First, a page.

As a cardiologist at Mount Auburn Hospital for 25 years; a mother of three daughters; and a family history of heart disease, Marion Hogan, M.D., wants women to know how crucial it is for them to take control of their heart health.
“Heart disease doesn’t discriminate—whether you’re 30 or 80, women of all ages can develop it,” she says. “To add to the urgency, heart disease is the leading cause of death in American women.”
Take action for a healthy heart
Your everyday actions—or lack of action—have a tremendous impact on your heart health. But, improving your lifestyle can prevent multiple conditions and stop the negative impact on your heart. Below are seven steps you can take control of your heart health:
- Manage your blood pressure – Normal blood pressure is less than 120/80. Lowering sodium intake; limiting alcohol; not smoking; managing stress; getting routine exercise and maintaining a healthy weight can help women keep their blood pressure in the normal range.
- Get active – Thirty minutes of moderate physical activity, five days a week is the best way to not only protect your heart, but also your quality of life. Activities like brisk walking are enough to get your heart rate up. You can even split the 30 minutes up and spread out your exercise throughout the day.
- Eat a healthy diet – A diet with plenty of fruits and vegetables; unrefined, fiber-rich whole-grains; fish; and limited saturated fats, trans fats, cholesterol, salt and added sugars are the best guidelines for heart health. This balance stimulates new cell growth; fuels your body with energy; and helps fight and prevent diseases, like heart disease.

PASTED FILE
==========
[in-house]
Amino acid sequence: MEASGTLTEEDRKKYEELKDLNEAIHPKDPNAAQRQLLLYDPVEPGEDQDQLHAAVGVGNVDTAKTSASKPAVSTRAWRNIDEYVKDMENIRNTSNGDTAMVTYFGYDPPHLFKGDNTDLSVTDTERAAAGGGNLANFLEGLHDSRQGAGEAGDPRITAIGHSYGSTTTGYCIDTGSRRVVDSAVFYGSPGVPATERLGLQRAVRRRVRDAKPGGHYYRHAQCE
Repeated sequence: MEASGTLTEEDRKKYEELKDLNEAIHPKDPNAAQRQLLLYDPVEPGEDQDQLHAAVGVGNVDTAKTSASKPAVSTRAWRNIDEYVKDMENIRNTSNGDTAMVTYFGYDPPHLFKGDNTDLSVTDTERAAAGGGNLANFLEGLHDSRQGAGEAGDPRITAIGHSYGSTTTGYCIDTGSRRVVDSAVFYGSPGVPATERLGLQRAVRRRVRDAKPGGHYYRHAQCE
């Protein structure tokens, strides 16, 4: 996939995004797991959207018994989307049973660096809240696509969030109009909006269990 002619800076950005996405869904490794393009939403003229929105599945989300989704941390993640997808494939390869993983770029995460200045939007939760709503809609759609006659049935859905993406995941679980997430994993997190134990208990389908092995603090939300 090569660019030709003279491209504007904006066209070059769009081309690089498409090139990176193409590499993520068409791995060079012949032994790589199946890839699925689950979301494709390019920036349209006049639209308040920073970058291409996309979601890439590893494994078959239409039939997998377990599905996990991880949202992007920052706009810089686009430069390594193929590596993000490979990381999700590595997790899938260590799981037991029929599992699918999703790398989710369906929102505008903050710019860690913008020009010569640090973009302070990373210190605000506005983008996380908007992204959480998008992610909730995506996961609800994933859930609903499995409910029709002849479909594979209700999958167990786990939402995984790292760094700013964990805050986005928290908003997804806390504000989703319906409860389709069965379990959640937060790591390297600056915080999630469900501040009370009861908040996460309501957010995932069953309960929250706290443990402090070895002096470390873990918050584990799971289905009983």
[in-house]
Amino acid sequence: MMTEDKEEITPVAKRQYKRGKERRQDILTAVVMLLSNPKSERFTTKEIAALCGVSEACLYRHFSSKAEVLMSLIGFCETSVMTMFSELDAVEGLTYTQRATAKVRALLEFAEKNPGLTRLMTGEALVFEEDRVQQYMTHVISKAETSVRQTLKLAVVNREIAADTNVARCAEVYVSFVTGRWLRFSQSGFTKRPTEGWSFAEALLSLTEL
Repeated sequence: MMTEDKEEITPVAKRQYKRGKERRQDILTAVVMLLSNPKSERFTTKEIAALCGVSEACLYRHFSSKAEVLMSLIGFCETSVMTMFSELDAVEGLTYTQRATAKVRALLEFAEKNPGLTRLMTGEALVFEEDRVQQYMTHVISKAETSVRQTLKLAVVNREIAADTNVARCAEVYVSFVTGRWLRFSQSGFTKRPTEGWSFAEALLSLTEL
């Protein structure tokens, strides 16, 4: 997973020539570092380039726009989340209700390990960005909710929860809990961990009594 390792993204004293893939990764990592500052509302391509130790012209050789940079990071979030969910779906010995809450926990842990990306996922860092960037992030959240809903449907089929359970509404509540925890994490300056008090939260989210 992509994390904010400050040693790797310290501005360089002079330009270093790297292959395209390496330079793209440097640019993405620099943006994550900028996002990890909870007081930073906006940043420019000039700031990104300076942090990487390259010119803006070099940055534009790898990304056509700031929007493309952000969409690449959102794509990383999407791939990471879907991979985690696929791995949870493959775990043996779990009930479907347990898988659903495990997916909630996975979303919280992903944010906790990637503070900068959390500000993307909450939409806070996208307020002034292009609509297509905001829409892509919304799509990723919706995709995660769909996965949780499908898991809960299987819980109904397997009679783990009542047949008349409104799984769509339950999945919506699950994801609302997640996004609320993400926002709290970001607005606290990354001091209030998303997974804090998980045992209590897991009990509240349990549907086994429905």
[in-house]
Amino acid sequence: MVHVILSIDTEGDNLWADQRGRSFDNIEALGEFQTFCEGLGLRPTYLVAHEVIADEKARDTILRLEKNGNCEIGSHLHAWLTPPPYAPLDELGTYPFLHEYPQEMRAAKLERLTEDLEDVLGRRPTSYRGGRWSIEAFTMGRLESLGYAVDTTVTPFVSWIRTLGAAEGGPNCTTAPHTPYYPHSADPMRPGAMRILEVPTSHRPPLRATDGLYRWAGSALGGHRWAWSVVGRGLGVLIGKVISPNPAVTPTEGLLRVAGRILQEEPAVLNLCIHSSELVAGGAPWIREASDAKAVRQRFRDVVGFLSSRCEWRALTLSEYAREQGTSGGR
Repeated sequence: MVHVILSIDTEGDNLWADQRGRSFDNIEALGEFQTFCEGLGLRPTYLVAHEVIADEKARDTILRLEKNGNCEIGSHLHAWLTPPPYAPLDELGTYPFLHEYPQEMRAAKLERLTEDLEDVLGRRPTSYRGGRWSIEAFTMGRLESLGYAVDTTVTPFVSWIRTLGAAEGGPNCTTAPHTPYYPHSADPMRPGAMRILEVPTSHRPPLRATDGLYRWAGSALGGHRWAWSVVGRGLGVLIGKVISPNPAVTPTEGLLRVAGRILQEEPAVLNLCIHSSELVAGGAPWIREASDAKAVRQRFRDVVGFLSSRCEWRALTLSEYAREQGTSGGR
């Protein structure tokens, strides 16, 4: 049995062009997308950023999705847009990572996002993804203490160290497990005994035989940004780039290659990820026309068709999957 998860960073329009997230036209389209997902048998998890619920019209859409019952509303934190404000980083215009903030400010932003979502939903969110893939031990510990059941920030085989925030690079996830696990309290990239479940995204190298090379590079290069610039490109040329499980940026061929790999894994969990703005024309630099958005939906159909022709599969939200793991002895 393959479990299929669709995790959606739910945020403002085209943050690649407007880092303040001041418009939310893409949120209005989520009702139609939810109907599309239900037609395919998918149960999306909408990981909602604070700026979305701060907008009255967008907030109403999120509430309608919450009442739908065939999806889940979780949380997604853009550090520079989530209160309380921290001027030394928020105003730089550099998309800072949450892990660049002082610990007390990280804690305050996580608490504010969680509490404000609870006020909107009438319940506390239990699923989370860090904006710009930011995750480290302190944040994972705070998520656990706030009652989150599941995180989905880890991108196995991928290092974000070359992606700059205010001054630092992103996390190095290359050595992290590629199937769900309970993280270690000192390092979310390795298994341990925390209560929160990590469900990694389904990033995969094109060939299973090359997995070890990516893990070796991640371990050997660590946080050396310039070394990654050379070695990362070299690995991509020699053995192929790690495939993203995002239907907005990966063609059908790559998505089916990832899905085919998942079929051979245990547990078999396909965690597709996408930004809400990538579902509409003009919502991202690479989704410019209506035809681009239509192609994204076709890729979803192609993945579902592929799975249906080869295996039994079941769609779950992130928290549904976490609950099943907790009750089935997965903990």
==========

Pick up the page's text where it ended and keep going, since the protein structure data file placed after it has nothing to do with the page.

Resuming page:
- Control your cholesterol – Safe overall cholesterol levels are below 200 mg/dL. While your body makes about 75 percent of the cholesterol that is in your blood, 25 percent comes from the food you eat. That’s why eating a balanced diet that is low in cholesterol, trans fats and saturated fats; and high in fiber is necessary to prevent blocked arteries. Routine cholesterol screenings, exercise and maintaining a healthy weight also help you keep your arteries healthy.
- Maintain a healthy weight – Excess weight contributes to high blood pressure, high cholesterol and diabetes, all of which adversely affect your heart. A healthy Body Mass Index (BMI) is below 25. If your BMI is above 30, you are at serious risk for heart disease. Mount Auburn Hospital’s Weight Management Center has both surgical and non-surgical programs that are highly effective at helping patients reach their healthy weight loss goals.
- Control blood-sugar levels – Diabetes can increase your risk for heart disease, even when it is controlled. Limiting simple sugars, like soda and sweets, will help keep your blood sugar at normal levels. If you have diabetes, taking your medications or insulin will help. Talk to your doctor to determine if you should be tested for diabetes.
- Don’t smoke – Other than reducing your good cholesterol and reducing the oxygen supply to the heart, smoking damages your entire circulatory system and increases your risk for blood clots. If you smoke, talk with your doctor about how he or she can help you quit.
Get the care you need and deserve
Knowing the signs of a heart attack are just as important as taking action to keep your heart healthy. Symptoms may include:
- Pressure, fullness or squeezing in your chest that last more than a few minutes, or comes and goes
- Discomfort in one or both arms, back, neck, jaw or stomach
- Shortness of breath
- Cold sweats, nausea or lightheadedness
The signs can vary from woman to woman, but if you experience any of these signs, Dr. Hogan urges you to seek medical care immediately.
Find a primary care physician who will help you keep your heart healthy. Call (617) 499-5094.